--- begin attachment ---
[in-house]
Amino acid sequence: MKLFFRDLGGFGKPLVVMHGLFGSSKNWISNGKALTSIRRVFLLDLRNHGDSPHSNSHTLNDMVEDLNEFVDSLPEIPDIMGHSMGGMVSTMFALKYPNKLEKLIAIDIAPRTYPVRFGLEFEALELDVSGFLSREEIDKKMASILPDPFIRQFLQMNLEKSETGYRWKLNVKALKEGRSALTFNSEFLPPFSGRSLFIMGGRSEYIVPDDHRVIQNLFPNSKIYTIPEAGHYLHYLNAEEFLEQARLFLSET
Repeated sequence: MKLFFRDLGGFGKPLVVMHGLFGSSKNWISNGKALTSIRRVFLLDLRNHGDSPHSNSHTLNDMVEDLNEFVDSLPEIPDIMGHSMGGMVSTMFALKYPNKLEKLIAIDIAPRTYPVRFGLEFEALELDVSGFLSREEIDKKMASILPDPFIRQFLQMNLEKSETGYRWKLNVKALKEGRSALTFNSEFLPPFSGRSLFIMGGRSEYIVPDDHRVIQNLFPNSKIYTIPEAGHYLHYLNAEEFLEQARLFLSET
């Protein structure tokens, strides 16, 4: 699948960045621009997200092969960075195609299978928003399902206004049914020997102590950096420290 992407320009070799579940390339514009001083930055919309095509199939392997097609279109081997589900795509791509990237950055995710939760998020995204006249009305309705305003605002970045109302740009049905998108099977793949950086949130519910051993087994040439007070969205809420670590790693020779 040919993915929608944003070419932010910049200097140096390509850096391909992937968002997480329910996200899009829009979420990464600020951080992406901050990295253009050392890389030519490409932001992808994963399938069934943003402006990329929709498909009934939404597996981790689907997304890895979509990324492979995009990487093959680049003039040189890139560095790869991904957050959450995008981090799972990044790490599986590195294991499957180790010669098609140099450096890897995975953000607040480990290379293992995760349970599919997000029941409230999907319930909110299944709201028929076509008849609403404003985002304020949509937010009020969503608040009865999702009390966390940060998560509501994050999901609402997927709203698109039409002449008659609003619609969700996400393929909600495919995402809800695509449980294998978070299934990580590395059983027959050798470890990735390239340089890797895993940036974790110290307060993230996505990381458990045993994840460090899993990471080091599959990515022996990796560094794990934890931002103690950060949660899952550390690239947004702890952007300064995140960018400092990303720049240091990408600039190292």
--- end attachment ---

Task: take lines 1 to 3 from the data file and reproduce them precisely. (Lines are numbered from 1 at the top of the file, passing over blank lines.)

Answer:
[in-house]
Amino acid sequence: MKLFFRDLGGFGKPLVVMHGLFGSSKNWISNGKALTSIRRVFLLDLRNHGDSPHSNSHTLNDMVEDLNEFVDSLPEIPDIMGHSMGGMVSTMFALKYPNKLEKLIAIDIAPRTYPVRFGLEFEALELDVSGFLSREEIDKKMASILPDPFIRQFLQMNLEKSETGYRWKLNVKALKEGRSALTFNSEFLPPFSGRSLFIMGGRSEYIVPDDHRVIQNLFPNSKIYTIPEAGHYLHYLNAEEFLEQARLFLSET
Repeated sequence: MKLFFRDLGGFGKPLVVMHGLFGSSKNWISNGKALTSIRRVFLLDLRNHGDSPHSNSHTLNDMVEDLNEFVDSLPEIPDIMGHSMGGMVSTMFALKYPNKLEKLIAIDIAPRTYPVRFGLEFEALELDVSGFLSREEIDKKMASILPDPFIRQFLQMNLEKSETGYRWKLNVKALKEGRSALTFNSEFLPPFSGRSLFIMGGRSEYIVPDDHRVIQNLFPNSKIYTIPEAGHYLHYLNAEEFLEQARLFLSET